Just because our diet doesn’t cause weight gain does not mean it’s OK

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Because many of us are very weight-conscious, it’s natural to judge the impact of our diet almost entirely on how it registers on the scales. This commonly manifests as someone who eats a not-so-good diet (and knowing that is the case) believing that they are ‘getting away with it’ as long as they are not putting on weight. However, our body weight does not always accurately reflect our health and what might be going on deeper within the body.

To begin with, our weight tells us nothing about our body’s composition, nor where any additional fat is accumulated. This is important because over the years we may lose muscle and gain fat but see little change in the scales. However, this change in body composition may reflect declining health, and that’s particularly the case if that additional fat is packing itself in and around the abdominal organs (so-called ‘visceral’ fat).

Visceral fat is generally strongly associated with a heightened risk of chronic conditions such as heart disease and type 2 diabetes. While its presence is not easily detected, enhanced risk of chronic disease is associated with the presence of other disease markers including raised levels of blood fats known as triglycerides, raised blood pressure, higher numbers of a form of cholesterol known as ‘small, dense LDL’, raised blood sugar levels, and increased inflammation.

It’s entirely possible for someone to be a ‘healthy’ weight, and have biochemical and physiological evidence of enhanced risk of disease. By the same token, by the way, it’s also possible to be ‘overweight’ or even ‘obese’ according to conventional measures and have disease marker scores I’d be happy to have as my own.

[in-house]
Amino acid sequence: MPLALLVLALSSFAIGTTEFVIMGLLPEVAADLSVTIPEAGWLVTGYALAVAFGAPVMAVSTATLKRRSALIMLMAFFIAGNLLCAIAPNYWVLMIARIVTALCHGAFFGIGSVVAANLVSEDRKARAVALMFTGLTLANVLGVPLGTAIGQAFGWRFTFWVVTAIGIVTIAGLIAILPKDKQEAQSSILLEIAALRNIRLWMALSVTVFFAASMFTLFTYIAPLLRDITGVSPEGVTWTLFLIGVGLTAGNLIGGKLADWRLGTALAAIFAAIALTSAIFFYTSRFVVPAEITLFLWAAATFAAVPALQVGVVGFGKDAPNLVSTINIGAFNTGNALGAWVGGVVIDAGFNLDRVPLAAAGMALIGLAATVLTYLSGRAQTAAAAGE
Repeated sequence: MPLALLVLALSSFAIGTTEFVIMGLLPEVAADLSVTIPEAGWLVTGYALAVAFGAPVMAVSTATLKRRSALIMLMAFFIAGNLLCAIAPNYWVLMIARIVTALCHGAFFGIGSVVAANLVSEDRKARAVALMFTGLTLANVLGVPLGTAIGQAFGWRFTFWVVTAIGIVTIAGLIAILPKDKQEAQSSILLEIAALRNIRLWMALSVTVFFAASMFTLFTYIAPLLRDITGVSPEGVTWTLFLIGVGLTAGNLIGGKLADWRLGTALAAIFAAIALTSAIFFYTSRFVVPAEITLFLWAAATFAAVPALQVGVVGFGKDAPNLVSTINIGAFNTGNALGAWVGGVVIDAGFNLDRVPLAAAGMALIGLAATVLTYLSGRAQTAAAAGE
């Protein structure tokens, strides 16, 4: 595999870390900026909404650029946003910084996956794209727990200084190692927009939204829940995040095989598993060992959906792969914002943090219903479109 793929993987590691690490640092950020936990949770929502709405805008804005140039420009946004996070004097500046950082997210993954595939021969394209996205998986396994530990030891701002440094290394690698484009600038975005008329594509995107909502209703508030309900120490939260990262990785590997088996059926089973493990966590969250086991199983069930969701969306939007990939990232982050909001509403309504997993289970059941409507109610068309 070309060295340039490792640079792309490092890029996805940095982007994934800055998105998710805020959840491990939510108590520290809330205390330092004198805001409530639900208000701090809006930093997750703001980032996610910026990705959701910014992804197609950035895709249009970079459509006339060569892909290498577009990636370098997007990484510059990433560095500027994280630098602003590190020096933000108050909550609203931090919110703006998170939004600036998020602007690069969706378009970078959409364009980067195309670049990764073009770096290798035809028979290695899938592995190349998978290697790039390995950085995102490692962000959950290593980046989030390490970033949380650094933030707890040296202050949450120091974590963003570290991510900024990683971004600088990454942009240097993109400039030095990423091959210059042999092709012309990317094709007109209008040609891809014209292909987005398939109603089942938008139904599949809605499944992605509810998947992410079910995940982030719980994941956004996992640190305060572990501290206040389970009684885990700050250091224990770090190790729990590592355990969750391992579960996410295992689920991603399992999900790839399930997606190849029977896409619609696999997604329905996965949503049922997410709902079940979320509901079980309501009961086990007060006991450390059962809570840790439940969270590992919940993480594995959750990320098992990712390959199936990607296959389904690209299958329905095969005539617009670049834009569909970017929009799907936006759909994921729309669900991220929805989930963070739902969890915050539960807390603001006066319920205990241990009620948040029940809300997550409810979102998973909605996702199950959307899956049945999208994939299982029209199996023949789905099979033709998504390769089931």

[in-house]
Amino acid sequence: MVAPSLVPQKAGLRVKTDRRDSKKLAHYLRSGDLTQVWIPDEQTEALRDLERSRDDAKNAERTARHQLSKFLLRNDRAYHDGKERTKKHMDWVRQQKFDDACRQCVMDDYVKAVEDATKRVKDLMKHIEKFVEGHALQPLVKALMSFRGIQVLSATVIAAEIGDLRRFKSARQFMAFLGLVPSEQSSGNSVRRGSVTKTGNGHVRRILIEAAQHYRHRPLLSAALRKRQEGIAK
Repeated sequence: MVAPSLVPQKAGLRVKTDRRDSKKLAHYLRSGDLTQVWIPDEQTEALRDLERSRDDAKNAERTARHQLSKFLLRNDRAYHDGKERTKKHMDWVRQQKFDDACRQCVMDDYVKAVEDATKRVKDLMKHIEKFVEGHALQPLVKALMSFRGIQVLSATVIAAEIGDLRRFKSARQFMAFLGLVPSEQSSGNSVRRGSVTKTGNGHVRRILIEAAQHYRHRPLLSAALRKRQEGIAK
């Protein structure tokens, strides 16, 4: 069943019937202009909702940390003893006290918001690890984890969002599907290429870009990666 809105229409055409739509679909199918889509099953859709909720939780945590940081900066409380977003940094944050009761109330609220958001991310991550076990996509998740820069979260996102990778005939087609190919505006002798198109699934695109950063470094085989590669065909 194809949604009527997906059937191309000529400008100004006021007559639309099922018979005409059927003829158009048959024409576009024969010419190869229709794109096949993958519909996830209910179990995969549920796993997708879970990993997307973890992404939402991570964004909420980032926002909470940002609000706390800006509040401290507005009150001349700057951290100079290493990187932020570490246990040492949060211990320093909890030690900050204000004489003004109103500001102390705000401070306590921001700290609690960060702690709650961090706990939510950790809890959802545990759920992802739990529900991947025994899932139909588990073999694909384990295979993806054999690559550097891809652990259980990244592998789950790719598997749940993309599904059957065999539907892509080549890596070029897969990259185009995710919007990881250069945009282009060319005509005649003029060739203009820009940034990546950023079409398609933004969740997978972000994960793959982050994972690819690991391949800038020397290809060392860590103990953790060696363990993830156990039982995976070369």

I was thinking about all this as I was reading this report about a study presented recently at a meeting of the American Heart Association in Florida, USA. From what I can make out, the researchers looked at the relationship between the consumption of sugar-sweetened beverages (including tea, coffee and soft drinks) and risk factors for heart disease over a 5-year period. Women drinking 2 or more sugar-sweetened beverages each day, compared to women drinking less than this, were more likely to develop raised levels of triglycerides. It also seems they were more likely to put weight on around their middles (a proxy sign of visceral fat). These changes occurred even if the women did not put on weight overall.

This is just an epidemiological study looking at associations between things and we can draw no conclusions from it regarding the impact sugar has on health. However, it supports the idea that sugar in the diet might influence risk of heart disease and type 2 diabetes. It also helps remind us that that just because our diet is not causing us to gain weight, that does not mean we are immune from damaging effects that are less obvious and deeper within the body.

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